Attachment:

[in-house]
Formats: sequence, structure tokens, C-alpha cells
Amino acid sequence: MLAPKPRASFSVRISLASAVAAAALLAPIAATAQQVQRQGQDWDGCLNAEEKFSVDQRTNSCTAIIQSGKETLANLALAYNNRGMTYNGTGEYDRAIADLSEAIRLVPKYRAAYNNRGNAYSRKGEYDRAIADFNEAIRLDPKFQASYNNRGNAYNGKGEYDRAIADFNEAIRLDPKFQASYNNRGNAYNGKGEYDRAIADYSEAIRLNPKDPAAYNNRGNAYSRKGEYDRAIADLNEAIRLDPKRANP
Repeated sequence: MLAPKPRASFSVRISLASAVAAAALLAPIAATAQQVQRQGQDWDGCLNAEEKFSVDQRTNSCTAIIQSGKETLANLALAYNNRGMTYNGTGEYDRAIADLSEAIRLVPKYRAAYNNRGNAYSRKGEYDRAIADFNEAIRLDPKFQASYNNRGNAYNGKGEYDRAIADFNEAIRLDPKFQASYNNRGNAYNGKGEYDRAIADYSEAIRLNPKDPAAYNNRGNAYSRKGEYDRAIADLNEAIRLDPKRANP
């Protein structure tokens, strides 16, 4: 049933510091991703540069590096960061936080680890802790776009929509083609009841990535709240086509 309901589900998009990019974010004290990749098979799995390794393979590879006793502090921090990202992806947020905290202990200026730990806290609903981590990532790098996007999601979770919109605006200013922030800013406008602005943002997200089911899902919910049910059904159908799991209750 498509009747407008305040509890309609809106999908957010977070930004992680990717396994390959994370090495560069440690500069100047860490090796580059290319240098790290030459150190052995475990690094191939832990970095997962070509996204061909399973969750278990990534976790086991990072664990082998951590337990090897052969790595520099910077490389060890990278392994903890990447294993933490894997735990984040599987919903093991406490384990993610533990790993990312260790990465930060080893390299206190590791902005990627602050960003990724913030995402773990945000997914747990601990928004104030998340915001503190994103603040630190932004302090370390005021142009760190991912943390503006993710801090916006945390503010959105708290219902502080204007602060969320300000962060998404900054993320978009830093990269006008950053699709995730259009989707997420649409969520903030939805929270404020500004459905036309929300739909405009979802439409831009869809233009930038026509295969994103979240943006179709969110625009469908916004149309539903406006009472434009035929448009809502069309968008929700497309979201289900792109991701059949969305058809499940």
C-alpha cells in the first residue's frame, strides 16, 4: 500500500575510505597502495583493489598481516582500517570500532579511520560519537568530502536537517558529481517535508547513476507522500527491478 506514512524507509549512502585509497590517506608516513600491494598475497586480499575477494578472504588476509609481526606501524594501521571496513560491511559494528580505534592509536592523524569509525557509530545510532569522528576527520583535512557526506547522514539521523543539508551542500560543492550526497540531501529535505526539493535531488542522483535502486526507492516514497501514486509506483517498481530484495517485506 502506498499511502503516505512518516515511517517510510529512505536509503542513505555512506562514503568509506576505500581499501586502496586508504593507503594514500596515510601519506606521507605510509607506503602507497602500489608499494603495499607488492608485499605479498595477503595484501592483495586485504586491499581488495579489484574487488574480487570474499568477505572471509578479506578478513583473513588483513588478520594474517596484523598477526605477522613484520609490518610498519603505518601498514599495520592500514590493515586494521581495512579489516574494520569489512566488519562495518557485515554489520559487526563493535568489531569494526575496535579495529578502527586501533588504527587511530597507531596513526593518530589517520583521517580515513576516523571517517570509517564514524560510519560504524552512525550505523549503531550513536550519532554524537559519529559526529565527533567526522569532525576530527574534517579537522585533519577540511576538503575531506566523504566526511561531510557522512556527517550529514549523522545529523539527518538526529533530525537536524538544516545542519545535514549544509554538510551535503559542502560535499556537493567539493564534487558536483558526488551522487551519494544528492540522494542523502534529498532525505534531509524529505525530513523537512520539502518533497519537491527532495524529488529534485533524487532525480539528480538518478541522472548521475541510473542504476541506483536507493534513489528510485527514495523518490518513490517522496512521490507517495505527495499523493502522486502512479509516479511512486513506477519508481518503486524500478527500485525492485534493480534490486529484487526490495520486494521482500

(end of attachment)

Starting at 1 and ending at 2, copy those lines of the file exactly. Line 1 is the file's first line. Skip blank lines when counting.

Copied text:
[in-house]
Formats: sequence, structure tokens, C-alpha cells